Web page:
Well, I say, it’s precisely because you want a career with a future, not just a job, that you should be taking a walk on the wild side.

It might surprise you to learn that in this technology-run, result-driven economy the highest commodity is not productivity, but creativity.  That’s right, that terribly frightening word.  Many of the more promising corporate entities understand that quite well, thus articles like “The MFA Is The New MBA” and “Let Computers Compute: It’s The Age of The Right Brain” telling the world what creative writers have always known, that learning to look at the world upside down is the most valuable of skills for any ambitious boy or girl. (You were wondering about that Tarot card image, weren’t you?)

Let me give you some specific examples of why the creative life has practical resonance with the type of creative skills that employers are looking for.

Here is a list of the most common terms found in job ads for almost any position:

1. Effective Communication Skills: it’s a no-brainer that creative writing teaches you to communicate.  “But not THAT kind of communication” says you.  “We’re talking about memos, and reports, journal articles, blogs, and slide shows, not stories, not poems.” And I say, “Everything is a story, my dear.” And to quote my good friend Holmes of the UK telly show: “You see, but you don’t observe.”  To make my point let me just refer you to the most successful and charismatic CEO of all history, with more than 2 billion followers in this present day society, Jesus taught and won audiences over almost exclusively through stories.  So did pretty much any other prophet from any of the greatest world religions of all time.  That’s because all of them knew the power of story to tell a truth that is larger than the mere facts.  Reducing communication to a succinct assemblage of facts is to “see but not observe,” Watson. Even Aristotle taught about the power of mythos to rally and unite a people.  We don’t give presidential acceptance speeches because we want to inform: next time you’re in the vicinity of a speech transcript, observe the stories.  I suspect you will find more than one.

It’s not easy to tell a good story, nor to express a complex, esoteric idea in simple terms that everyone can understand and relate to: and this is exactly what creative writing teaches you to do.  That’s why the works of poets and writers survive over centuries, sometimes millennia: because those works are the most informative about a culture, about its philosophy, its social dynamics and economic challenges.  We do it best. And once you learn that challenging-but-ostensibly-simple type of writing, any other type of writing will feel like a walk in the park.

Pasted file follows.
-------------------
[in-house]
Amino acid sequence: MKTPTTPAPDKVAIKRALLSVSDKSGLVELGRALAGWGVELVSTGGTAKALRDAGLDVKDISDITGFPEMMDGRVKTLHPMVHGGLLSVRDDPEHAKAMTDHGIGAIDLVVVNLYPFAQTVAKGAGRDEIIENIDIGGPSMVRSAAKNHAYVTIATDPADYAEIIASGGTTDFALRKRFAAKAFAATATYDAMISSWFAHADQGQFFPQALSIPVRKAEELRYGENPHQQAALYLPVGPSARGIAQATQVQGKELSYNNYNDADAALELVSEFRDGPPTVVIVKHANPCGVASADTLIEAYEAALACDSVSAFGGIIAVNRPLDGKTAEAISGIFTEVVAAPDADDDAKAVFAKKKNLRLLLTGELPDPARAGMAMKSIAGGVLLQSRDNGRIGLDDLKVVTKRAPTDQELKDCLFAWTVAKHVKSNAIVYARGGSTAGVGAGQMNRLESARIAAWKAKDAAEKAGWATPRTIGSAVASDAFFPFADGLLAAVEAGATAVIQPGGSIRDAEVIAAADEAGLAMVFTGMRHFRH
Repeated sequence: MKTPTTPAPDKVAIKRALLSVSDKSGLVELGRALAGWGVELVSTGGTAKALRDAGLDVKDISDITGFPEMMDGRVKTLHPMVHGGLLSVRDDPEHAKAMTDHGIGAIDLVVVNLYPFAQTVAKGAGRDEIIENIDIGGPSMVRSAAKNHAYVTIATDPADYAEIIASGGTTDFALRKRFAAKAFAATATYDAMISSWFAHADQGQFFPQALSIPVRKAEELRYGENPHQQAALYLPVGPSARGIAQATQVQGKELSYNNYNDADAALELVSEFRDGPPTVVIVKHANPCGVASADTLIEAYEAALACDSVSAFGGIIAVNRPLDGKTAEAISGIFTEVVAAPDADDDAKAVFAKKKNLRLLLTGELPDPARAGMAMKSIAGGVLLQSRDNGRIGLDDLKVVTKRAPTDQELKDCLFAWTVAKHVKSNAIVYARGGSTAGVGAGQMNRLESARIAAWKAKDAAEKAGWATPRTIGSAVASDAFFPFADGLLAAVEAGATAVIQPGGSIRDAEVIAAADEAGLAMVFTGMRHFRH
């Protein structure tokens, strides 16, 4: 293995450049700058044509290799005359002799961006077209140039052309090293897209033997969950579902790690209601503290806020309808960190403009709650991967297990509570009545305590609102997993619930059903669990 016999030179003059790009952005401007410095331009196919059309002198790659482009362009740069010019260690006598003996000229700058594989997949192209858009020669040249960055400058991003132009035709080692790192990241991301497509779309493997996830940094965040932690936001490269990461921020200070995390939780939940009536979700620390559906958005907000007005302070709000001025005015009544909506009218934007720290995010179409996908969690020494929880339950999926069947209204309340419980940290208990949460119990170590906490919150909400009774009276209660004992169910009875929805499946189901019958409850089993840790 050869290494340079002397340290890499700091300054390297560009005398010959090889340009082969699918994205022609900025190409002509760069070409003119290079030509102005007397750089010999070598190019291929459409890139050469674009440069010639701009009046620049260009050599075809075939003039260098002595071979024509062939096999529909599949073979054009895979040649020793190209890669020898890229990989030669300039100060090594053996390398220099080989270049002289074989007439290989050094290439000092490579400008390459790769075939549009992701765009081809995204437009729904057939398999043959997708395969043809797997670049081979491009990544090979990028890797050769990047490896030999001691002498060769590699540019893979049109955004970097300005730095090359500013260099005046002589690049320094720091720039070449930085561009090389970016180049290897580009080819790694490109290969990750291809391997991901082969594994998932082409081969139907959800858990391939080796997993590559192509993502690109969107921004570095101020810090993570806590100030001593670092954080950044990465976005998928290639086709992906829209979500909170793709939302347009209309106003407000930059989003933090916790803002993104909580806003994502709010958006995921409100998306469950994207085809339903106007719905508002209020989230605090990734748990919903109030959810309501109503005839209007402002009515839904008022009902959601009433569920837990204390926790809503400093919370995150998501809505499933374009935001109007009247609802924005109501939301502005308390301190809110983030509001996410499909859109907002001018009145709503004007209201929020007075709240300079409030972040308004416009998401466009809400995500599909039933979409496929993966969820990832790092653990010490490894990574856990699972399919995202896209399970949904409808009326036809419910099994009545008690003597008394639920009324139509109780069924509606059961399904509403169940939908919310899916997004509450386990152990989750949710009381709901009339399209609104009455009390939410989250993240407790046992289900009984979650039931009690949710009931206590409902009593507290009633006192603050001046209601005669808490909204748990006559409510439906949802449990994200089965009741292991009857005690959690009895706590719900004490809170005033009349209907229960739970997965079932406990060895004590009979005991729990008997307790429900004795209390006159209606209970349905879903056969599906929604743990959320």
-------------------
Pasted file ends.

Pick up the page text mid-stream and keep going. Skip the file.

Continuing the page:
2. Problem Solving Skills: creative writers don’t just solve problems all the time, they also routinely construct “worse case scenarios” as a matter of course.  The CIA and FBI and Department of Defense really should hire writers to tell them just what could happen — and for all I know, they already do. Let the analysts to the number crunching.  We have exactly those types of minds that defense entities desire: we look past the obvious and hone in on the intriguingly subtle.  Poets are code makers and code breakers; prose writers construct and deconstruct narratives. That’s why so many lawyers and detectives write best selling novels.  They are creative, and therefore they have the minds to think in unusual ways, considering and analyzing what others see but don’t observe.

3. Attention To Detail: this is an easy one. Just ask any poet.  What difference does a comma make to the interpretation of a line? What about the right choice of diction? Practice makes perfect and creative writers train themselves every day, every hour of their labor, to look at the details, and to consider how these work together to transform the whole.

4. People Skills: many of my best writing teachers said “to be a better writer be a better person.” Poets and writers are doctors of the human heart.  We understand how people act in any circumstance and situation, and we are able to articulate better than anyone what are most secret motivations and desires are, and how they trigger our emotions.

5. Analytical Skills: would you be surprised to know that writing resides in the left brain, the analytical side of our thinking machine?  While writers of any kind will exercise your abilities to organize and deconstruct, (just think grammar), creative writers make use of both sides of the brain, delving into the wild and unexpected while also organizing and structuring the chaotic subconscious. You can’t get any better training than that.

There is more that I could say, but this is turning into a long post, and I can practically see you twitching my dear Watson, urging to move on to another blog post or to some snappy FB status.

But as you ponder the purpose of your college days, remember that college isn’t a place where you learn skills for jobs that already exist. It’s a place that, when navigated properly, will teach you skills for jobs that will exist in the future, and even jobs that you can create yourself.  All you need is a pinch of right brain and a pinch of left brain that together form that dreaded phrase: Creative Writing.

Could you be the one?